Hearing Over Police Activities At Guam Brothel Continues

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Bail conditions contested, court’s jurisdiction questioned

By Cameron Miculka

HAGÅTÑA, Guam (Pacific Daily News, Nov. 21, 2012) – Hearings will continue today for Guam police officers allegedly involved in the Blue House case.

Officers David Manila, Anthony Quenga and Mario Laxamana yesterday pleaded "not guilty" to all charges.

This is despite the fact that one officer, Manila, testified in federal court that he had sex with a Blue House employee after buying a "ladies drink." That testimony resulted in an internal police investigation that ultimately determined Manila had abetted prostitution.

He was allowed to keep his job. Police said disciplinary action was taken but couldn't specify the action because it's deemed a personnel issue.

Yesterday marked the second time the officers appeared in court since their indictment last week on charges stemming from promoting and compelling prostitution, kidnapping and official misconduct.

At the Superior Court of Guam yesterday, the officers were accompanied by co-defendants Song Ja Cha, who owned and operated the brothel, and Freda Eseun, a supervisor. Both women have been convicted in federal court for their involvement in the brothel case.

Today, Cha and Eseun will be arraigned in local court, where they are expected to enter their respective pleas.

They were not arraigned yesterday as the court must arrange for Korean and Chuukese translators for Cha and Eseun, respectively.

Another Blue House supervisor who was convicted in federal court, Saknin Weria, appeared in the local court with the other defendants. However, her name is no longer on the superseding indictment for the local case.

Bail contested

Attorneys for all three officers have filed or made plans to file motions to contest their clients' bail amounts.

Quenga and Manila, both of whom are facing charges of sex crimes, have their bails now set at $250,000.

Laxamana's cash bail is currently set at $100,000. His bail hearing is slated for today.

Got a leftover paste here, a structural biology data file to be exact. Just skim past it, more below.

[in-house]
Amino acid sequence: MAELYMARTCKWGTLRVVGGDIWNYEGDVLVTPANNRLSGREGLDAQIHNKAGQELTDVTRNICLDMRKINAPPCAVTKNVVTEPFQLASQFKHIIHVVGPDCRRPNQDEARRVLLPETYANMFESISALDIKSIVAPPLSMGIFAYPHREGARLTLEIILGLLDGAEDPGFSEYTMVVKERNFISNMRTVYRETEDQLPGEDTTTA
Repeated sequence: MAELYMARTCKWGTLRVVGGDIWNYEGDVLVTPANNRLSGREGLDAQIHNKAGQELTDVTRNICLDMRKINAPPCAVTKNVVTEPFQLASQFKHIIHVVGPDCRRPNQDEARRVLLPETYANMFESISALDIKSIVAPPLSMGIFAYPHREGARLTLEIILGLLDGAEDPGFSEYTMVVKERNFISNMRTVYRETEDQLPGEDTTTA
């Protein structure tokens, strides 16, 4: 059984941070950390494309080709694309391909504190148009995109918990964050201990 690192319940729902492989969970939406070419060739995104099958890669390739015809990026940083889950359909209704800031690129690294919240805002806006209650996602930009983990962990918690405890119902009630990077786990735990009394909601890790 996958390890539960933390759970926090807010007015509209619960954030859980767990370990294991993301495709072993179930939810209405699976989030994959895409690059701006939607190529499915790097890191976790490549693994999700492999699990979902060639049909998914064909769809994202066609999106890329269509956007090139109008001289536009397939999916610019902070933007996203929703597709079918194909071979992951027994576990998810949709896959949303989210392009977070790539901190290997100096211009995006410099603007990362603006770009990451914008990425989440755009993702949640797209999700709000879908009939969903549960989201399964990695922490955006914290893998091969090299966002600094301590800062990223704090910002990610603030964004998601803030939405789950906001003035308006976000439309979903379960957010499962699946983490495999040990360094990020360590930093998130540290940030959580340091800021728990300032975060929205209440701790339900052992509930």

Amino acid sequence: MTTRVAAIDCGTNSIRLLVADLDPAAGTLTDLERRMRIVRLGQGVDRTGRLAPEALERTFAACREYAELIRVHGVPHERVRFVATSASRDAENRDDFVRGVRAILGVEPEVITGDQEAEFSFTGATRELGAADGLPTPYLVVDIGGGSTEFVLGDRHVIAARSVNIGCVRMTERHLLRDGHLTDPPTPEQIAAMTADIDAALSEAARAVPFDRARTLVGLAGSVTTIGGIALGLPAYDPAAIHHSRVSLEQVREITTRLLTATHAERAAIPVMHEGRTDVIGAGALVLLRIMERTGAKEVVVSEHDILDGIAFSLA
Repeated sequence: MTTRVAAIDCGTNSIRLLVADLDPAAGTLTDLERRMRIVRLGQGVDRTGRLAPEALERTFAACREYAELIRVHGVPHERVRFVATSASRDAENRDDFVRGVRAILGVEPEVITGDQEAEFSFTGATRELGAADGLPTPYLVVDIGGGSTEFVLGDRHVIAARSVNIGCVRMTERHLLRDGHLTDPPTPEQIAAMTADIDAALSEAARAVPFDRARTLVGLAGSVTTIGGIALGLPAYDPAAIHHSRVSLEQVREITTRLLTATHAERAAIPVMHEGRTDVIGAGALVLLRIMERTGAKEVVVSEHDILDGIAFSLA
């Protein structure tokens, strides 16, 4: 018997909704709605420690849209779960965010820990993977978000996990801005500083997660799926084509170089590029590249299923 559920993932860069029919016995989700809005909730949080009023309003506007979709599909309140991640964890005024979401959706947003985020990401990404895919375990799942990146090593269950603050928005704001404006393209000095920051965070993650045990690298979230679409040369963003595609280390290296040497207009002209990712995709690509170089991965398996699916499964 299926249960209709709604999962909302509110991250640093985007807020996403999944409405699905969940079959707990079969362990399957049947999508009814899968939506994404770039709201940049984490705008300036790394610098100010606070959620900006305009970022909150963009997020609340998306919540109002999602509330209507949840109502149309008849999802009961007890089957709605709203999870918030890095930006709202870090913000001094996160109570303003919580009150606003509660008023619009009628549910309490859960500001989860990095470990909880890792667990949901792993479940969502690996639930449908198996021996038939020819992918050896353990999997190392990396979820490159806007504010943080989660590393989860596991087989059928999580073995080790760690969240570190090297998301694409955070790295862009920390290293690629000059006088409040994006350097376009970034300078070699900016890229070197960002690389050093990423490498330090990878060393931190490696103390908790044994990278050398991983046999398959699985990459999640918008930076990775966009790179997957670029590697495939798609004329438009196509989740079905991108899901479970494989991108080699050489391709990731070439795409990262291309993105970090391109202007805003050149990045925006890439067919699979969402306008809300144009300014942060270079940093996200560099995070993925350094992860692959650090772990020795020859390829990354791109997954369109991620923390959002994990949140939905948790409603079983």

Tom Fisher, the attorney currently representing Quenga, argued that his client should be released on personal recognizance.

This means no cash bail would be set and the defendant is released on his own "recognizance," that is, essentially, on his word that he will return to stand trial.

Fisher argued that, considering the alleged crimes took place in 2008, Quenga did not represent a risk to the island.

Judge Anita Sukola, the judge overseeing the Blue House case, did not agree with Fisher's argument.

"He is a flight risk and a danger to the community," she said.

A full hearing for Quenga's bail and Manila's bail is slated for Monday.

At that time, the defense will push for dismissal of all charges. For example, attorneys for the defense have alleged that the officers were held extensively without being brought before magistrates.


Furthermore, Manila's attorney, William Pole, asserted that the court doesn't have jurisdiction over the case, claiming the clock has run out on the statute of limitations for the alleged crimes.

Although prosecutor Nelson Werner requested more time to be able to respond to the motions filed in court, Sukola refused, noting that, before the officers' indictment, jury selection for Cha and the supervisors' trials was supposed to begin today.

"Mr. Werner, you... represent the people of Guam. You brought this superseding indictment," she said. "We will have that hearing."

During the federal trial that led to Cha's conviction, witnesses testified that Guam police officers were regulars at Blue House, where they were offered free food and drink.

Victims also reported that officers would threaten them with arrest if they disobeyed Cha.

After a series of articles published by the Pacific Daily News prompted a renewed public interest in the case, local police and federal investigators reopened the case to determine if individual officers were inappropriately involved with the brothel.

That investigation ultimately led to the arrests of Manila, Quenga and Laxamana this past weekend.

Investigators for the Blue House case have not said whether any federal charges against the officers are forthcoming.

Furthermore, officials at a press conference Monday said the local investigation is ongoing and efforts are being focused to determine whether evidence exists pointing to a deliberate cover-up by police.

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